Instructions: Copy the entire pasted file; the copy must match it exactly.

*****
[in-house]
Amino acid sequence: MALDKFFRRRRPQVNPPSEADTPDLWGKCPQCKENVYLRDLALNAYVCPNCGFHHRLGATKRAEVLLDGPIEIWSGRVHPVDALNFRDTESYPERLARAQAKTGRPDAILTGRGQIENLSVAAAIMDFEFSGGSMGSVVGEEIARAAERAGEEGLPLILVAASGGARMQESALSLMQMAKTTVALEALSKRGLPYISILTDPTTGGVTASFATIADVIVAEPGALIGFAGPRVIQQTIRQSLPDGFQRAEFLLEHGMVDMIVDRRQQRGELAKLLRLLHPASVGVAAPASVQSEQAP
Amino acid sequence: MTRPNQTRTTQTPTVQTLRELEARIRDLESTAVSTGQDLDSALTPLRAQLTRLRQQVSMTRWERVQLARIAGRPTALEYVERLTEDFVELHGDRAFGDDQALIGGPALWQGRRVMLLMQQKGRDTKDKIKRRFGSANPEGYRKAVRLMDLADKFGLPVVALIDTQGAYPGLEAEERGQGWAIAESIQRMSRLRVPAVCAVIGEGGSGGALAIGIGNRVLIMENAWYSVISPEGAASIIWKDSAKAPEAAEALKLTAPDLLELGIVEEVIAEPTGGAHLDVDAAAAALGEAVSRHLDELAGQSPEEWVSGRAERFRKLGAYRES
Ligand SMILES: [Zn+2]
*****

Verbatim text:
[in-house]
Amino acid sequence: MALDKFFRRRRPQVNPPSEADTPDLWGKCPQCKENVYLRDLALNAYVCPNCGFHHRLGATKRAEVLLDGPIEIWSGRVHPVDALNFRDTESYPERLARAQAKTGRPDAILTGRGQIENLSVAAAIMDFEFSGGSMGSVVGEEIARAAERAGEEGLPLILVAASGGARMQESALSLMQMAKTTVALEALSKRGLPYISILTDPTTGGVTASFATIADVIVAEPGALIGFAGPRVIQQTIRQSLPDGFQRAEFLLEHGMVDMIVDRRQQRGELAKLLRLLHPASVGVAAPASVQSEQAP
Amino acid sequence: MTRPNQTRTTQTPTVQTLRELEARIRDLESTAVSTGQDLDSALTPLRAQLTRLRQQVSMTRWERVQLARIAGRPTALEYVERLTEDFVELHGDRAFGDDQALIGGPALWQGRRVMLLMQQKGRDTKDKIKRRFGSANPEGYRKAVRLMDLADKFGLPVVALIDTQGAYPGLEAEERGQGWAIAESIQRMSRLRVPAVCAVIGEGGSGGALAIGIGNRVLIMENAWYSVISPEGAASIIWKDSAKAPEAAEALKLTAPDLLELGIVEEVIAEPTGGAHLDVDAAAAALGEAVSRHLDELAGQSPEEWVSGRAERFRKLGAYRES
Ligand SMILES: [Zn+2]